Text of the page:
Examines human rights issues in the Occupied Territories and lays out plans for a lasting peace.
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About the Author
Mazin B. Qumsiyeh is a professor at Bethlehem and Birzeit Universities and works with a number of civil society organizations. He has published over 1000 articles in newspapers, journals, books, and internet outlets. His previous books include Sharing the Land of Canaan (Pluto, 2004) and Mammals of the Holy Land (1996).
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There is no more compelling and dramatic story with more profound international ramifications than that of the conflict raging in the land of Canaan. The movement to gather Jews from across the world to the Holy Land was accompanied by the dispossession of native Palestinian Christians and Muslims. This was followed by decades of conflicts. How did Zionism translate into a nation-state for all Jews? How was such a state established in an already inhabited land? How did religious and geopolitical factors help create one of the most emotional and heated conflicts which remains unresolved to this day? These and other questions have received wide but skewed coverage in the media and in thousands of books published over the past century. This is a story that seems to generate more news internationally and more heated debate than any other.
As in other struggles, the superpowers have attempted to dictate the fate of the indigenous population without consulting them. As in other struggles, individuals have been willing to kill and be killed in the name of nationalism or religion. As in other struggles, this is a story of Cold War rivalries using populations as part of the game of domination. But unlike other struggles, it is a story with unusual twists, involving world religions, and a story that has a global impact. The events of September 11, 2001 and the US invasions first of Afghanistan and more recently of Iraq are but examples of the shock waves of this struggle going beyond its local borders. Yet despite the agony, there are signs of a moral solution involving integration and coexistence.
No other part of the world has had as much of an impact – both positive and negative – on global affairs as the land of Canaan. Here a rich history of innovation, culture, religion, and dominant civilizations evolved. It is here that dramatic and fascinating cave drawings and the stone tools of hunter-gatherers were first discovered. Here hunter-gatherers settled into agriculture, built city-states, and later developed prosperous empires that embraced centers of poetry, agriculture, trade, and science. In an area later known as the Fertile Crescent, in what is now Iraq, Syria, Lebanon, and Israel/Palestine, humans first cultivated wheat and barley and domesticated animals. It is where they first learned to use an alphabet and drafted civil laws. In short, this is where civilization first took root. The series of ancient civilizations was not a clean-cut temporal succession but a mosaic of overlapping cultures, dynasties, languages, and religions. This rich mix included some of the most successful traders (e.g. the Phoenicians), farmers of arid lands (e.g. the Nabatean Arabs), great architects (e.g. the Assyrians, Jebusites), and those who developed influential laws and religions (the Mesopotamians, Hebrews, Arabs). This truly multiethnic and multicultural area oscillated between periods of war and prosperity. In the past 100 years, it has been an era of displacement, violence, and oppression.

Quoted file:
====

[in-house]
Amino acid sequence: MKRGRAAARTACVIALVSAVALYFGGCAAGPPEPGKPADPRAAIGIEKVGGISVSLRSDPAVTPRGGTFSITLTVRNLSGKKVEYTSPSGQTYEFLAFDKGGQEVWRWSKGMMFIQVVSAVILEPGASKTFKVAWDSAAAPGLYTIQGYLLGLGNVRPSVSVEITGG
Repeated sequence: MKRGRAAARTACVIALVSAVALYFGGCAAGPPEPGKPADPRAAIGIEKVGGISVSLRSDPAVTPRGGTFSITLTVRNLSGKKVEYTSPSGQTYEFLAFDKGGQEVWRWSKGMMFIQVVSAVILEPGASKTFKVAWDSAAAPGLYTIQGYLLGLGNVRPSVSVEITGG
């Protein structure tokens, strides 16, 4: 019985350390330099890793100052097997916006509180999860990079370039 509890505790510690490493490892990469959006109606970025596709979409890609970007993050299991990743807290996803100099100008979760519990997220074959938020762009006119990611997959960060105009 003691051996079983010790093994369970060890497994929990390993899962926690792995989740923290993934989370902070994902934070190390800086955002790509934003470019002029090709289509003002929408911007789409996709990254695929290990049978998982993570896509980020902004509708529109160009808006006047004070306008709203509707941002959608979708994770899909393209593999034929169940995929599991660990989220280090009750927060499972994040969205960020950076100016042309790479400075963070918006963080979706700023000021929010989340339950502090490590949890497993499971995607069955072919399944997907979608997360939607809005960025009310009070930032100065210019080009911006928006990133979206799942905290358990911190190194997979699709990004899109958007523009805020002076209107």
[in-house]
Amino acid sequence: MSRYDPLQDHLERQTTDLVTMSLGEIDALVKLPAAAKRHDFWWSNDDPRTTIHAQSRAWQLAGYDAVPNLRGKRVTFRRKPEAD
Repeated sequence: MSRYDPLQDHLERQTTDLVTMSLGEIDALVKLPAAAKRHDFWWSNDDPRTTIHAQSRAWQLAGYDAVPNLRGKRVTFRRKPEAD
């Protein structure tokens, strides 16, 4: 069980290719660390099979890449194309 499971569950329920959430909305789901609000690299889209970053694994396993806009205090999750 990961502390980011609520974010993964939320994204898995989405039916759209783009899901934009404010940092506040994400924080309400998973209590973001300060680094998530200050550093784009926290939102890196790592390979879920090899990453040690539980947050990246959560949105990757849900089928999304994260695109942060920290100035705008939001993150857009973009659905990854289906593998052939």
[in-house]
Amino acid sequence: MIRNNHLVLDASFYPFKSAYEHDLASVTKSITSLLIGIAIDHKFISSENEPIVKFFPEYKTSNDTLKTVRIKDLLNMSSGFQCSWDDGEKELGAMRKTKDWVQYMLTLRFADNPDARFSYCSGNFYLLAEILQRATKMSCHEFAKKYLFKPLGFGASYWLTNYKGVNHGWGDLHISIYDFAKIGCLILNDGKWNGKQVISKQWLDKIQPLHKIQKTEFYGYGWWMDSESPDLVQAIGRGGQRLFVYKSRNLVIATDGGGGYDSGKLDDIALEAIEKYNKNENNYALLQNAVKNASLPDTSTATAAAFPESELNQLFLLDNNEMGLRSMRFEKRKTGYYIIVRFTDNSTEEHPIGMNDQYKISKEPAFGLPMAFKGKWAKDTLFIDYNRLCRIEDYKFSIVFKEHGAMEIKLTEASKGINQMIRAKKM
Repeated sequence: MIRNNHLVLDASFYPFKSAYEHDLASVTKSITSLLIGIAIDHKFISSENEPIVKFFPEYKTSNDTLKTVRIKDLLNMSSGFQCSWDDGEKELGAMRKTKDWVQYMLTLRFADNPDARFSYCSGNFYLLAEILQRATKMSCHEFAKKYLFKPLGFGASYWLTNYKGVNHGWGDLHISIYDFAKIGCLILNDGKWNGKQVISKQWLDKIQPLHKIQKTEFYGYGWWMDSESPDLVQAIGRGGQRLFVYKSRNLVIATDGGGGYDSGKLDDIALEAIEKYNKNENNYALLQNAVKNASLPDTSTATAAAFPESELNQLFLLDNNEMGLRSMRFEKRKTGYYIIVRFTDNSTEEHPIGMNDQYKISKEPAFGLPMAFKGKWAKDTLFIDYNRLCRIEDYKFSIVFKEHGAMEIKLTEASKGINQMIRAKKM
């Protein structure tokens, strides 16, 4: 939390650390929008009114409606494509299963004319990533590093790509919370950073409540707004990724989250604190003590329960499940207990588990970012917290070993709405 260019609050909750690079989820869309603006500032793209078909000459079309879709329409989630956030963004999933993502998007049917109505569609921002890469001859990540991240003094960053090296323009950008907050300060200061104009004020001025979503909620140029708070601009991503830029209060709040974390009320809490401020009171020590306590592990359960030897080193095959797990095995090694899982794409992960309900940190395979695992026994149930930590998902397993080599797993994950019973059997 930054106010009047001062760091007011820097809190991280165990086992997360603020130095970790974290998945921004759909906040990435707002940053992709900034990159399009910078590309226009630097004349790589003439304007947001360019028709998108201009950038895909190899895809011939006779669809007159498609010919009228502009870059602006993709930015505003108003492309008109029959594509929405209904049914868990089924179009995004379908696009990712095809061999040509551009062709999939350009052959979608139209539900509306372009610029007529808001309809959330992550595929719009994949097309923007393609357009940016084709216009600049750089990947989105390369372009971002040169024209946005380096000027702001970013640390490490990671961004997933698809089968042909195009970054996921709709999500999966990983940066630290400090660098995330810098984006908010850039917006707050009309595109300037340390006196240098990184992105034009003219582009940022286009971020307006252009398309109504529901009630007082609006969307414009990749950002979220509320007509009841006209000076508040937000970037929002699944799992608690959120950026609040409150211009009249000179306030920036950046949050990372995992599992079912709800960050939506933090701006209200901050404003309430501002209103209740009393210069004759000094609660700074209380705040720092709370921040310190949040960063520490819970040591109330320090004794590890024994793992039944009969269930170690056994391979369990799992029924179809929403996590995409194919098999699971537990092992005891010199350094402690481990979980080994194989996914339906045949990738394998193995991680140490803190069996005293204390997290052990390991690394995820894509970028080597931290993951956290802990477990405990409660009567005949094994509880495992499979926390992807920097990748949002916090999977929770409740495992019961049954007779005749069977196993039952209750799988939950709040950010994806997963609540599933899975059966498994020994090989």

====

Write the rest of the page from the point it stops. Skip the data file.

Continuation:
While a rich and complex history is reduced to soundbites on television screens, six million Palestinian Christians and Muslims live as refugees or displaced people. A political and economic conflict has on occasion been reduced to simple statements about religion, violence, and ethnic slurs. Some have argued that this is one of the most complicated and difficult conflicts to resolve. They cite the conflict's supposed long history, sometimes claiming it goes back thousands of years. They cite religious involvement and other supposedly complicating factors. They sometimes arrive at the conclusion that the conflict cannot be solved but only 'managed', or at best resolved by an apartheid solution similar to the one already tried and failed in South Africa. This book will review data that suggest a logical way forward.
Britain and France fought many battles including the 100 Years' War. They now share the Channel Tunnel with free movement of people and ideas. The resurgence of conflict between those two great powers is unthinkable today. The Berlin Wall tumbled and apartheid in South Africa was dismantled. Yet the 100 years of conflict in the Middle East remains as a galvanizing force in the twenty-first century. This conflict is simple to understand, yet made complicated by claims and counterclaims, propaganda, power politics, and unimaginable violence and suffering. Israel, established to provide a safe haven for Jews, is ironically the place where Jews are at risk and subject to acts of violence. This is a book intended to provide a vision for peace based on human rights supported by international law. The vision is one of a pluralistic society for all its citizens, with justice and equality as its cornerstones. Such a vision has its detractors. It may seem unrealistic to many, including those uninitiated and those who have acquired their knowledge through mainstream western media. Therefore, I believe it is important to begin with a résumé of the history of the region in order to address some of the myths used to argue against integration and coexistence.